AMHERST, Mass. – Edward Calabrese, a professor in the School of Public Health and Health Sciences at the University of Massachusetts Amherst, has been awarded the Marie Curie Prize for “outstanding achievements in research on the effects of low and very low doses of ionizing radiation on human health and biotopes.”
At an international conference this week at UMass Amherst, Andre Maisseu, president of the Paris-based World Council of Nuclear Workers, announced that Calabrese is the council’s 2009 Curie Prize winner. Maisseu saluted Calabrese during the annual meeting of the International Dose-Response Society, of which Calabrese, an environmental toxicologist, is a founder and current director. Maisseu said the prize recognizes an entire body of research that has improved scientific knowledge of low-dose ionizing radiation effects on human beings and biological communities. A formal award ceremony will be held in Rio de Janeiro, Brazil, in September.
While Calabrese is the foremost expert in the world on a chemical dose-response phenomenon known as hormesis, he has done little dose-response work with ionizing radiation, he observes. However, he feels deeply honored by the council’s recognition. “I accept that I’m being given credit for bridging the gap between chemical hormesis and ionizing radiation,” he says, “and I do believe there is evidence to bridge it. What I have urged all along is for mainstream science to see hormesis as a basic biological principle.”
Hormesis describes the fact that low doses of some chemicals are stimulative or promote growth but higher doses are toxic or inhibit growth, for example. The Marie Curie Prize winner, who joined the UMass Amherst faculty in 1976, says, “We need to conduct the research―which has been long neglected―to understand hormesis more fully, with all its implications.”
The theory’s proponents suggest that low doses of minerals in multivitamin pills such as chromium and selenium, for example, boost health not because they provide required nutrients but because low doses of many toxins stimulate biological systems with beneficial mild stress, while higher doses are toxic. By contrast, the prevailing linear threshold model of toxin behavior says the absence of harmful effects below the threshold assumes there are no effects relevant to health.
Calabrese and colleagues’ work on chemical hormesis sparked vigorous scientific debate and a special section in the journal, Science, in 1989. Challenged to subject hormesis experiments to more rigorous statistical standards, Calabrese and his longtime UMass Amherst collaborator, Linda Baldwin, created a database of 21,000 papers. In 2003, they reported in a ground-breaking paper that the low-dose stimulatory effect of chemicals is typically about 40 percent enhanced growth, for example.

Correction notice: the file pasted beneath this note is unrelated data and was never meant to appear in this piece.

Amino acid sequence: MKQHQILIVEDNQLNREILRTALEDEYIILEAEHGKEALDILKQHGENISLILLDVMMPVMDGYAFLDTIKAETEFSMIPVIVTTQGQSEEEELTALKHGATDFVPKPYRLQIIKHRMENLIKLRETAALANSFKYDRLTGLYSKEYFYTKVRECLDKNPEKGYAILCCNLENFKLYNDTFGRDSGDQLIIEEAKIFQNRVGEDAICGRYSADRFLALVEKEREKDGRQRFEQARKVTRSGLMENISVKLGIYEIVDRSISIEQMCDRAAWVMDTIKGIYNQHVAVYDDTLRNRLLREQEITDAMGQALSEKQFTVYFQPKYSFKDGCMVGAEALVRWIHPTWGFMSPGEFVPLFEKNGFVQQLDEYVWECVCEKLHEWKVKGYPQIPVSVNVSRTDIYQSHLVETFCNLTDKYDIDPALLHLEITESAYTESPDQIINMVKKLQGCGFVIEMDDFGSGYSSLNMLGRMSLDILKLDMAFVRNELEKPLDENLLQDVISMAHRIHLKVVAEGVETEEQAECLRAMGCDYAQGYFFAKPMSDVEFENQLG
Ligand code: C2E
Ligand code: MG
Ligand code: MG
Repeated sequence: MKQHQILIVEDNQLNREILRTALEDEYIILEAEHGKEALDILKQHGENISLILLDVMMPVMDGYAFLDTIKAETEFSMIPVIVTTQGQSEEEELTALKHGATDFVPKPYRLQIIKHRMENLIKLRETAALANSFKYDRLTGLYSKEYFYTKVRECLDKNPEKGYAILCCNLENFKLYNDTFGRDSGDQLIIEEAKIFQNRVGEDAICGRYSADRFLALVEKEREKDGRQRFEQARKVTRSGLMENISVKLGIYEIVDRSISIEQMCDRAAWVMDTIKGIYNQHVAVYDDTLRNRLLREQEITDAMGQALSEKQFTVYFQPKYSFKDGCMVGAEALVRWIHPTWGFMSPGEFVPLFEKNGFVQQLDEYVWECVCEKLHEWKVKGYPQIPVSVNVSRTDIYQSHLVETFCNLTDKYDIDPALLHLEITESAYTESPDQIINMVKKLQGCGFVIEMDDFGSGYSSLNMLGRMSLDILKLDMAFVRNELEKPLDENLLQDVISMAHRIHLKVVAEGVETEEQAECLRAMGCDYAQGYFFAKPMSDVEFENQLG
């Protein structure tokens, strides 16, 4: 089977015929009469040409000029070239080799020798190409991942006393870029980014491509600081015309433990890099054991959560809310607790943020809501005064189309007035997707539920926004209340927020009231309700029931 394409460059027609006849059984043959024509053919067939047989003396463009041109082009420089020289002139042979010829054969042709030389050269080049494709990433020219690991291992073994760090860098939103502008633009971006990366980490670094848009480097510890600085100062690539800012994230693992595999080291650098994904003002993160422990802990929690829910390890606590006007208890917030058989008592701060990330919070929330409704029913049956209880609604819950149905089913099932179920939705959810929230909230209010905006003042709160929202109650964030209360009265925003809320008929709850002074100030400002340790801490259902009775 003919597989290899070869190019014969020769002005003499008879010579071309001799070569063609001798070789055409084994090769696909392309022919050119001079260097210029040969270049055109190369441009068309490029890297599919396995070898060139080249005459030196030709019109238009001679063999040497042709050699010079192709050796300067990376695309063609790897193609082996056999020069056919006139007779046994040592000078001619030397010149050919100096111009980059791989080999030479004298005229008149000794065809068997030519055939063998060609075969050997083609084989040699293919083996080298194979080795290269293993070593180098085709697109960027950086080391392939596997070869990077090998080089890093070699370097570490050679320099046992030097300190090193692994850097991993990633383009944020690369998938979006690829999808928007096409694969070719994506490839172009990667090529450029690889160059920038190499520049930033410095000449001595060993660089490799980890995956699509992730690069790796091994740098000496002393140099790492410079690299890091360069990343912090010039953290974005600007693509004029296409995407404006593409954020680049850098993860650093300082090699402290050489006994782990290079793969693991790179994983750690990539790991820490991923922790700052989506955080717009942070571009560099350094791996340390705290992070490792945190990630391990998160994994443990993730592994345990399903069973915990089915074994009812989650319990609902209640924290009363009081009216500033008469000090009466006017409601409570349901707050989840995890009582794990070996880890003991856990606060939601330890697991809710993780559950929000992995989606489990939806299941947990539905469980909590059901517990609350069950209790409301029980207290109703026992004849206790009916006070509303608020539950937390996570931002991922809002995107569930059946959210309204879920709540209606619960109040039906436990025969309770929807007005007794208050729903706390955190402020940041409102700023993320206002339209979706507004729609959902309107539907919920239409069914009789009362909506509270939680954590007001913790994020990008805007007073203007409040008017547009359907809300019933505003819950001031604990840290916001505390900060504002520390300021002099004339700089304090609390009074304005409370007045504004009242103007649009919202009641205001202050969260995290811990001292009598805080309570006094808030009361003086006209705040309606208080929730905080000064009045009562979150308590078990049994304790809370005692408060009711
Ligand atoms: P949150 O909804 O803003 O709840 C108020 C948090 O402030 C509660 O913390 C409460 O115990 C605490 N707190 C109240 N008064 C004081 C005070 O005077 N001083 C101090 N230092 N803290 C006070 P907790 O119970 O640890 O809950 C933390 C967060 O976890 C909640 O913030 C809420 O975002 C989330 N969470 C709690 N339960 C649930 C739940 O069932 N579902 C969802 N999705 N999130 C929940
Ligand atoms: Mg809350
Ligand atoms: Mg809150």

“It was a coming-out party for hormesis,” Calabrese recalls. “We made a credible case and we did it by following the scientific rules of the game,” he says of their work over the past 30 years. By contrast, he says, the two leading risk assessment models used by the Environmental Protection Agency and the Food and Drug Administration have been imposed on society and the scientific community without being vetted or validated.
Everyday implications of hormesis for risk assessment are significant. If chemical hormesis is a basic biological principle, Calabrese says, society is needlessly over-regulating the environment to protect against low exposures that are not dangerous, and we’re missing possible benefits. “The traditional threshold model is not very good at explaining or accounting for data that’s below the toxic threshold, and that’s where we live. But hormesis is quite good at that.”
Major Implications for Public Health Policy
Mark Mattson, chief of the Laboratory of Neurosciences at the National Institute on Aging, one of Calabrese’s past co-authors, agrees that the findings for which Calabrese is being recognized with the Marie Curie Prize “have major implications for public health policy regarding environmental ‘toxins,’ for the design of biomedical studies, and for the discovery of new therapeutic interventions for a range of diseases.”
Mattson adds that the UMass Amherst research clearly reveals that “hormesis as a widespread feature of biological systems (cells, tissues, organisms and populations) that was previously either unrecognized or ignored by scientists in the fields of biology, biomedical research and toxicology. Calabrese and colleagues have shown that biological systems very often respond adaptively to low amounts of toxins and other stresses (radiation, heat, etc.) so as to increase their resistance to more severe stress and disease.”
Maisseu says it’s unfortunate that most research on ionizing radiation conducted since nuclear weapons were developed has focused on its harmfulness. This has prevented valuable work on possible beneficial low-dose effects, including adaption and repair mechanisms, he feels. Further, anti-hormesis prejudice has deprived the scientific community of fundamental knowledge which might be uncovered, and which is needed to pursue the fight against the different forms of cancer, Maisseu adds.
He therefore salutes Calabrese’s “courageous opposition to this indefensible position with regard to scientific research.” Recalling the famous statement by the 15th century toxicologist, Paracelsus, that all substances are poison and only dose makes a poison, Maisseu adds, “Calabrese dared to undertake work making it possible to correctly appreciate the relationship between dose and effect in many areas of toxicology and biology, and to highlight numerous examples of the hormesis phenomenon.”
Edward Calabrese can be reached directly at 413/545-3164 or firstname.lastname@example.org.